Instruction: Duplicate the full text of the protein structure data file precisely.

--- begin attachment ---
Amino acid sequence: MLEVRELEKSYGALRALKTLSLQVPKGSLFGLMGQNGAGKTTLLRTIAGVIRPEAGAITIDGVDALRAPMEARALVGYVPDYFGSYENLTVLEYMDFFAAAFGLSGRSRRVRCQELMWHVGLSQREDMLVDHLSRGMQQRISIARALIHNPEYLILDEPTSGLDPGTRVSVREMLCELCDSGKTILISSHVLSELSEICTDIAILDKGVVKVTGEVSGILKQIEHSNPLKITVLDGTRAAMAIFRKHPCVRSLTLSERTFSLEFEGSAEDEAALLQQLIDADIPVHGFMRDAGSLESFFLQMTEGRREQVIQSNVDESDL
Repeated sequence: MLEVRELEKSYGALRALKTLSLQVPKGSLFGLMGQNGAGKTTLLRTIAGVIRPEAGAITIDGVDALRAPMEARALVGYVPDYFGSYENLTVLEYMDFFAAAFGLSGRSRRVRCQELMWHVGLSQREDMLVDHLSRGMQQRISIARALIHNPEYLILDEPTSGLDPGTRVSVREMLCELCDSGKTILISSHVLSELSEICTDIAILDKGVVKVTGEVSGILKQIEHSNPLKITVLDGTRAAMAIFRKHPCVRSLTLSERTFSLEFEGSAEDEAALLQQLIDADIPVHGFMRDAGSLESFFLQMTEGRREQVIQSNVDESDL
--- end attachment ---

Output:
Amino acid sequence: MLEVRELEKSYGALRALKTLSLQVPKGSLFGLMGQNGAGKTTLLRTIAGVIRPEAGAITIDGVDALRAPMEARALVGYVPDYFGSYENLTVLEYMDFFAAAFGLSGRSRRVRCQELMWHVGLSQREDMLVDHLSRGMQQRISIARALIHNPEYLILDEPTSGLDPGTRVSVREMLCELCDSGKTILISSHVLSELSEICTDIAILDKGVVKVTGEVSGILKQIEHSNPLKITVLDGTRAAMAIFRKHPCVRSLTLSERTFSLEFEGSAEDEAALLQQLIDADIPVHGFMRDAGSLESFFLQMTEGRREQVIQSNVDESDL
Repeated sequence: MLEVRELEKSYGALRALKTLSLQVPKGSLFGLMGQNGAGKTTLLRTIAGVIRPEAGAITIDGVDALRAPMEARALVGYVPDYFGSYENLTVLEYMDFFAAAFGLSGRSRRVRCQELMWHVGLSQREDMLVDHLSRGMQQRISIARALIHNPEYLILDEPTSGLDPGTRVSVREMLCELCDSGKTILISSHVLSELSEICTDIAILDKGVVKVTGEVSGILKQIEHSNPLKITVLDGTRAAMAIFRKHPCVRSLTLSERTFSLEFEGSAEDEAALLQQLIDADIPVHGFMRDAGSLESFFLQMTEGRREQVIQSNVDESDL